YOUNGSTOWN - When Rose Marsco joined the Youngstown State University Police Department 26 years ago, her fellow officers didn't appear to notice that she is a woman, she said.
She said she likes that.
Marsco, a sergeant who will be sworn in next week as the department's first female lieutenant, said the men she worked with treated her as a fellow police officer first, not as a woman, and that made it easier for her to do her job and start her career.
Tribune Chronicle / Joe Gorman
Youngstown State University police Sgt. Rose Marsco is shown with one of the department’s new cruisers. Marsco recently passed the lieutenant exam and will be sworn in next week as the department’s first female lieutenant.
''There really was no gender,'' Marsco said. ''You were a police officer first and a female second.''
She said the standard she was expected to follow was the same.
''We're expected to respond and evaluate and make the decisions needed just like our male counterparts,'' Marsco said.
Marsco said she does not dwell much on her gender when doing her job, but she does feel gratified to reach a milestone.
''I do feel honored that I'm breaking through that glass for others,'' Marsco said.
She said she got interested in being a police officer when an older brother of hers was taking criminal justice courses at YSU. He would bring his books home and she would look at them.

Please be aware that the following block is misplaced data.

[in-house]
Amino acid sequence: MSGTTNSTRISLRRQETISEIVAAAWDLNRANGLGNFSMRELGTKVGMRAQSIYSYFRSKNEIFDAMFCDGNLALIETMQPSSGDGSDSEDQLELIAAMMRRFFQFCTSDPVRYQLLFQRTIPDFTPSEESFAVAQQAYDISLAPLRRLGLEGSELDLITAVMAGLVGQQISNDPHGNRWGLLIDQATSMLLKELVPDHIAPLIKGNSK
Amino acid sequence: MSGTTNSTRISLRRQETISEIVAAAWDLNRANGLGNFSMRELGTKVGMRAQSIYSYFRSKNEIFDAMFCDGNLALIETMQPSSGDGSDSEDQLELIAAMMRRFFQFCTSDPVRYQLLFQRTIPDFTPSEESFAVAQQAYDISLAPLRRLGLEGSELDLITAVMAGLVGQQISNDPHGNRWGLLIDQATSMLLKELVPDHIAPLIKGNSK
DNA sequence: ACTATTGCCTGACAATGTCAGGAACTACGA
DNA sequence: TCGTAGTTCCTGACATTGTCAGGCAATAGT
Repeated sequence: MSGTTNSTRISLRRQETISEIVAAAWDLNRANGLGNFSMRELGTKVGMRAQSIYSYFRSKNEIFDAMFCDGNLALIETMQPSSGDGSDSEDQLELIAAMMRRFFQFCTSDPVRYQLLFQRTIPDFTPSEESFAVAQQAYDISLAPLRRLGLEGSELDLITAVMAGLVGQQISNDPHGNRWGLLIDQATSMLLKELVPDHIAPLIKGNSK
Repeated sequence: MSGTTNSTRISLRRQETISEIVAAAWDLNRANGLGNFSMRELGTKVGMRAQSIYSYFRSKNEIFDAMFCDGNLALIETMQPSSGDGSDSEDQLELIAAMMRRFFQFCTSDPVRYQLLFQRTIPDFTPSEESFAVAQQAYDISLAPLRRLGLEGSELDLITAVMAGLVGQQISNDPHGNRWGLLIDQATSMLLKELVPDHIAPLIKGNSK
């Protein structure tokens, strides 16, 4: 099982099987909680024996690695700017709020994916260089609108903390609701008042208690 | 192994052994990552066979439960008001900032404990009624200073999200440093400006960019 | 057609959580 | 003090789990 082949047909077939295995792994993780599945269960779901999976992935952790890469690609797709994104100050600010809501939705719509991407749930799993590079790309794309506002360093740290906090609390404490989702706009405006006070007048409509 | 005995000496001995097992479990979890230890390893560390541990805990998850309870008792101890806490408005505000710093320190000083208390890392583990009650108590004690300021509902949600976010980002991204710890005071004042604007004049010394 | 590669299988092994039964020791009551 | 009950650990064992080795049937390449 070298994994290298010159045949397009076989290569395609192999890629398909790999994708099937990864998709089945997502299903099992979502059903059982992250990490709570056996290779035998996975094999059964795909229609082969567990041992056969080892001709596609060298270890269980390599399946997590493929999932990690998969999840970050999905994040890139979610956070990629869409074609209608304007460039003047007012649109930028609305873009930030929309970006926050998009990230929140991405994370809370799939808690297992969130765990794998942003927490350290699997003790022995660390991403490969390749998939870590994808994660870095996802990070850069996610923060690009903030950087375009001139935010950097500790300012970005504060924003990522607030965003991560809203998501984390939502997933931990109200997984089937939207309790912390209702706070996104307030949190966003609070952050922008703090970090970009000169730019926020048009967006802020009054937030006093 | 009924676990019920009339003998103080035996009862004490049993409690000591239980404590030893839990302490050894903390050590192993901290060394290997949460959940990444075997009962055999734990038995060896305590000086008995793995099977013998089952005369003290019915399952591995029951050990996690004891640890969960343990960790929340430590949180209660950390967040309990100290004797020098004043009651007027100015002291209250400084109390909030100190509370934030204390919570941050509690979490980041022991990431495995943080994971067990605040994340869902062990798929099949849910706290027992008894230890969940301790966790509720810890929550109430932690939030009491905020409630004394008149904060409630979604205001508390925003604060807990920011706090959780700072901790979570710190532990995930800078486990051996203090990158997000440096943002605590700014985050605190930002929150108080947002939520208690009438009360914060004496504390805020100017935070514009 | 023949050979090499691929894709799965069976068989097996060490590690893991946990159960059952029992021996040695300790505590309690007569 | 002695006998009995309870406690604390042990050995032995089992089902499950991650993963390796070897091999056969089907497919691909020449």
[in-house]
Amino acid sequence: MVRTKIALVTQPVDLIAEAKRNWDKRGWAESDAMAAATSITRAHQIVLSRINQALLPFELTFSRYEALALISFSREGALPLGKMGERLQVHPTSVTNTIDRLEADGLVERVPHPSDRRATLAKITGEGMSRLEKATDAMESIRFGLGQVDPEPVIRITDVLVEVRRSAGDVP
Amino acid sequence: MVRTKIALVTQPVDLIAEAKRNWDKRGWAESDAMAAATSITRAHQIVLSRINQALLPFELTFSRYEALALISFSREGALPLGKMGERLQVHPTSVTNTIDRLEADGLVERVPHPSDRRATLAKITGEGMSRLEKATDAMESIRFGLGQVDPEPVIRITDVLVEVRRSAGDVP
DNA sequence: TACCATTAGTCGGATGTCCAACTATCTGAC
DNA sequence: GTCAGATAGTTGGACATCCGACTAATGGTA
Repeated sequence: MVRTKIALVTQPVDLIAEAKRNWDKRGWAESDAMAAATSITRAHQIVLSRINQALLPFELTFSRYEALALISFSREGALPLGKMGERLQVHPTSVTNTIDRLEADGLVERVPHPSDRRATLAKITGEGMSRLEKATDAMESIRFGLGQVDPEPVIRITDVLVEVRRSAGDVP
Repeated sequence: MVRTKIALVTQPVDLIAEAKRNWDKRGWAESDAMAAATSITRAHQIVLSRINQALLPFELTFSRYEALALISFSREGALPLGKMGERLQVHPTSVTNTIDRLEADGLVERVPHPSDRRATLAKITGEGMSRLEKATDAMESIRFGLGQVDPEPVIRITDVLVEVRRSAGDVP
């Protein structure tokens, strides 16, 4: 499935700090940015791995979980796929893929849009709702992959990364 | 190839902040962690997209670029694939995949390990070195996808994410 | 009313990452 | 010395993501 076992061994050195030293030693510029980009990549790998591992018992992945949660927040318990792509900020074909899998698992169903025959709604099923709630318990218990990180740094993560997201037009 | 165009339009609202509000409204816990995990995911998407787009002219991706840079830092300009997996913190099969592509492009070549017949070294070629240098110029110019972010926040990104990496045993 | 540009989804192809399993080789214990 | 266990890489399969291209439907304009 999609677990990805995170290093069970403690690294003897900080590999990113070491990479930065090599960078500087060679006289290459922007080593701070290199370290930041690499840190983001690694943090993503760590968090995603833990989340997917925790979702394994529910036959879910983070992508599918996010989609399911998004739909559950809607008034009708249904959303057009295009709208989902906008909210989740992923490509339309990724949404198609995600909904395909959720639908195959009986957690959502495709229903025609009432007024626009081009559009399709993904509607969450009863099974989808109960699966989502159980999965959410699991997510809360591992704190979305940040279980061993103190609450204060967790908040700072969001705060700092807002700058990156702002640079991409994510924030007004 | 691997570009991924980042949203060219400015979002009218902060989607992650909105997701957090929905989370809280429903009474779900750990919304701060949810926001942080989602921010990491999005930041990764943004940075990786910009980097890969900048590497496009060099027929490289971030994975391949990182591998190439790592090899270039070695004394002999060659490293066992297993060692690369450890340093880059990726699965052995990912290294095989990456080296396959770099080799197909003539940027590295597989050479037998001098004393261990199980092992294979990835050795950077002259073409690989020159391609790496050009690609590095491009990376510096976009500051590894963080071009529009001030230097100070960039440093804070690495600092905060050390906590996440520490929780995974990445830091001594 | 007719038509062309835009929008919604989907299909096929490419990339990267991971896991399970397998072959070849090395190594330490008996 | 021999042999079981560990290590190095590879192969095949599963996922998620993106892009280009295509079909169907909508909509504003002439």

That brother is now a respiratory therapist although both tried to get police jobs and took entry level exams across the area. She was able to get on the force at YSU. She said she likes her job because it is unpredictable.
''There's always something new every day,'' Marsco said. ''The tasks at hand, you never really know. You just have to be prepared.''
YSU has three other women on the force.
John Beshara, chief of the YSU department, said Marsco is a good leader who knows when the officers she's working with need guidance and when they should be able to make decisions on their own.
''Rose takes a very balanced approach,'' Beshara said.
Beshara also said Marsco is very dedicated, and people who are not police officers do not often see the sacrifice that comes with a promotion.
Officers who are promoted once again fall back to the bottom of the pile at their new rank when it comes to seniority, so they typically work more nights and weekends and holidays until they accumulate more years and people in front of them leave.
Marsco said she thinks it's important that the university's police force be as diverse as the university it was created to serve and protect.
''To have that diverse work force is important,'' Marsco said.